Electronic Design

Old Ideas In New Design = Lower Power, Higher Performance

Elegant designs have always blended old and new while meeting certain criteria. In the case of VIA Technology’s Isaiah architecture, these criteria included higher performance, lower power consumption, and pin-compatibility with the company’s C7 line of x86-compatible microprocessors. The result was a chip design with twice to four times the performance within the same package and power envelope.

The architecture’s execution pipeline is key to this performance. The C7 and most lowpower x86 designs have an in-order pipeline, while Isaiah goes with out-of-order execution found in higher-performance Intel and AMD solutions. Still, VIA needed to do things differently since this approach often results in higher performance but steeper power requirements. The pipeline design included micro-op fusion, which “fuses” two x86 instructions and executes them as a single micro-op. The system also decodes up to three instructions per clock. And, it can execute seven micro-ops per clock, including two integer, a load, a store address, a store data, a “media” SIMD SSEx, and a multiply micro-op.

VIA changes the care and feeding of the pipeline from the cache system (see the figure). It has a 16-way, 64-kbyte L1 cache, and its 1-Mbyte L2 cache is exclusive. This means that data will reside in only one spot within the caching system.

An L1 miss results in a parallel check of the L2 cache and data prefetch queue. A second-level miss pulls data directly from main memory into the L1 cache and subsequent data into the data prefetch queue. VIA designers tweaked the asynchronous prefetch mechanism to handle variable strides. This type of feature is found in higher-end x86 platforms. Likewise, the chip’s ability to drop a smaller data item into an incoming block to the prefetch queue is also an advanced technique not usually found in this class of processor.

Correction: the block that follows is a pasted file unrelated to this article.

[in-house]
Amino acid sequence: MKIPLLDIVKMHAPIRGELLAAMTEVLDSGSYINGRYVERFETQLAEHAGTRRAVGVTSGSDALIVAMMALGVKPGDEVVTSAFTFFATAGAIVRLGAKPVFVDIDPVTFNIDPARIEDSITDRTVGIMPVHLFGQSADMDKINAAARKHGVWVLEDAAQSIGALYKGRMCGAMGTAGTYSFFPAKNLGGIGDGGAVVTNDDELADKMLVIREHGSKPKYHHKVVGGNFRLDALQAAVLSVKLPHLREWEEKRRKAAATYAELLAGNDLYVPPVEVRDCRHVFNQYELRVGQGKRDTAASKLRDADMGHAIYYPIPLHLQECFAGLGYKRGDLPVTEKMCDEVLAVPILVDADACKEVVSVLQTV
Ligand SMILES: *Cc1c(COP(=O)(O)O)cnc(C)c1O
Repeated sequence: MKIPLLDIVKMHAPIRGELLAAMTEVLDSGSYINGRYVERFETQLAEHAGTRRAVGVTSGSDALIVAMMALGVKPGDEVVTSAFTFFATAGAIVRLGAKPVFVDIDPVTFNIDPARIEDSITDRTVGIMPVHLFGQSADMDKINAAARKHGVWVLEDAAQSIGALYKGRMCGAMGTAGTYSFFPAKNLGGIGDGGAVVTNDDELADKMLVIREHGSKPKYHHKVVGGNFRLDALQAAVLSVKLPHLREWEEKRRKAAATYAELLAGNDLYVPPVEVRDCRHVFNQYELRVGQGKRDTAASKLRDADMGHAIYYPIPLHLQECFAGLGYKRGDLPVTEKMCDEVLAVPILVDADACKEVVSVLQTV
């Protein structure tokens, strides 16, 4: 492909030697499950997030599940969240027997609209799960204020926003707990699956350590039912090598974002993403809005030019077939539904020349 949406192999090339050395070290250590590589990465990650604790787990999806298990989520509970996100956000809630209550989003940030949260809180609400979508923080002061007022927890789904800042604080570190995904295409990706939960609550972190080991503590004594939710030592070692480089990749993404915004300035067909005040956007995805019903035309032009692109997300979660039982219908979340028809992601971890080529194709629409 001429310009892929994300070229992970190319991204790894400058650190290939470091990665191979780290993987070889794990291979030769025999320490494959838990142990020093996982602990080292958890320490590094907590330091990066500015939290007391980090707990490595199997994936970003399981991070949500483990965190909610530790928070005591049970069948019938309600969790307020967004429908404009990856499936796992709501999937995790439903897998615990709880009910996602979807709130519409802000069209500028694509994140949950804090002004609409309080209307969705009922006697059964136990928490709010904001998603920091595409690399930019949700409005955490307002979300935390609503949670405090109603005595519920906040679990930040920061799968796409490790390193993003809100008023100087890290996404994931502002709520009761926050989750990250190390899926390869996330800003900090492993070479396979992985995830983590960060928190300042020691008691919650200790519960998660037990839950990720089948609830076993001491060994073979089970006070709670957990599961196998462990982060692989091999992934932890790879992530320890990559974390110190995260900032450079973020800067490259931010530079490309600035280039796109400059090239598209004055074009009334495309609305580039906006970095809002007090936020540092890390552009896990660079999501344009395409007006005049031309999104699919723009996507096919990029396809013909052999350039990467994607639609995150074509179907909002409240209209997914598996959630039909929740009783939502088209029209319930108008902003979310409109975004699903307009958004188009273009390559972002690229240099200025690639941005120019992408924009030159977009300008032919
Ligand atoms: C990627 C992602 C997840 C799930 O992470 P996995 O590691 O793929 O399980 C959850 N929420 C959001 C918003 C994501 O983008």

While they were at it, the VIA designers completed a major overhaul of the floating-point unit. The result is faster execution than an Intel Core 2 Duo. The power-management section also got torn down and rebuilt for even more ACPI P-states and better power-management options, most transparent to the user.

Additionally, the power-management subsystem now can change voltage and clock faster through the use of dual phase-locked loops (PLLs). It also can take advantage of die temperature. A sensor enables the system to employ a lower voltage at lower temperatures and adjust the voltage as the temperature rises.

With this flexibility, the system can use overclocking when the die temperature is low for a performance boost without the risk of failure. It also would allow a 2-GHz version to run at a higher frequency, such as 2.2 GHz. The system can quickly switch between configurations by running the second PLL at the next higher voltage so a change can occur without resynching the main PLL.

Isaiah also continues to run the bus and the execution pipeline during a P-state transition, while most of the competition stops execution. It then makes sense to shift between PLLs in an incremental fashion until the desired power envelope is reached.

The C7 will continue to be available since it can hit lower power goals at a lower price. Isaiah garners a premium with a wider power and performance envelope. It retains C7 features such as AES encryption, SHA-1 and SHA-256 secure hashing, and random number generation. A new secure execution mode supports an on-chip volatile secure memory (VSM) area and encrypted instruction fetching. The VSM can be accessed using new instructions that are part of the new execution mode.

TAGS: Intel
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